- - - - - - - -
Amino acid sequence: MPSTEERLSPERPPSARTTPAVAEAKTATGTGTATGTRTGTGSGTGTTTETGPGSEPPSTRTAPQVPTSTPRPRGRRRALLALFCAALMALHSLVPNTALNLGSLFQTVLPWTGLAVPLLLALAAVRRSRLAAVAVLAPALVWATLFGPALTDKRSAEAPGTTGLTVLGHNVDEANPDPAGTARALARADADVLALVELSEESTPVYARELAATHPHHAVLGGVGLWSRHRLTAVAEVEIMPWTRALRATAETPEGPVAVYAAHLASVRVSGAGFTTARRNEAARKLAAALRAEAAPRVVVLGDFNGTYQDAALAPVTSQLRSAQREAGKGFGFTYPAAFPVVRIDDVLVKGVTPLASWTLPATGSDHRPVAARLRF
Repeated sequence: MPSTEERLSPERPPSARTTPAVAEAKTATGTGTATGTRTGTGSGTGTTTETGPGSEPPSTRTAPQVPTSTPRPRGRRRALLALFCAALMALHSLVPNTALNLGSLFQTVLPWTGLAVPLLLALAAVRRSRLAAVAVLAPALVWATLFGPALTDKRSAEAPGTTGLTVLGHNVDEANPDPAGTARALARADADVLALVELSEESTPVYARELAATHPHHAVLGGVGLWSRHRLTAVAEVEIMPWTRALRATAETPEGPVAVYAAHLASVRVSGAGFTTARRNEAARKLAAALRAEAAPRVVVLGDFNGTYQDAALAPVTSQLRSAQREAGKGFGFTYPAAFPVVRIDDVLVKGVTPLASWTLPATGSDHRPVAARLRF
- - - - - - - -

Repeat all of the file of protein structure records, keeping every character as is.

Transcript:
Amino acid sequence: MPSTEERLSPERPPSARTTPAVAEAKTATGTGTATGTRTGTGSGTGTTTETGPGSEPPSTRTAPQVPTSTPRPRGRRRALLALFCAALMALHSLVPNTALNLGSLFQTVLPWTGLAVPLLLALAAVRRSRLAAVAVLAPALVWATLFGPALTDKRSAEAPGTTGLTVLGHNVDEANPDPAGTARALARADADVLALVELSEESTPVYARELAATHPHHAVLGGVGLWSRHRLTAVAEVEIMPWTRALRATAETPEGPVAVYAAHLASVRVSGAGFTTARRNEAARKLAAALRAEAAPRVVVLGDFNGTYQDAALAPVTSQLRSAQREAGKGFGFTYPAAFPVVRIDDVLVKGVTPLASWTLPATGSDHRPVAARLRF
Repeated sequence: MPSTEERLSPERPPSARTTPAVAEAKTATGTGTATGTRTGTGSGTGTTTETGPGSEPPSTRTAPQVPTSTPRPRGRRRALLALFCAALMALHSLVPNTALNLGSLFQTVLPWTGLAVPLLLALAAVRRSRLAAVAVLAPALVWATLFGPALTDKRSAEAPGTTGLTVLGHNVDEANPDPAGTARALARADADVLALVELSEESTPVYARELAATHPHHAVLGGVGLWSRHRLTAVAEVEIMPWTRALRATAETPEGPVAVYAAHLASVRVSGAGFTTARRNEAARKLAAALRAEAAPRVVVLGDFNGTYQDAALAPVTSQLRSAQREAGKGFGFTYPAAFPVVRIDDVLVKGVTPLASWTLPATGSDHRPVAARLRF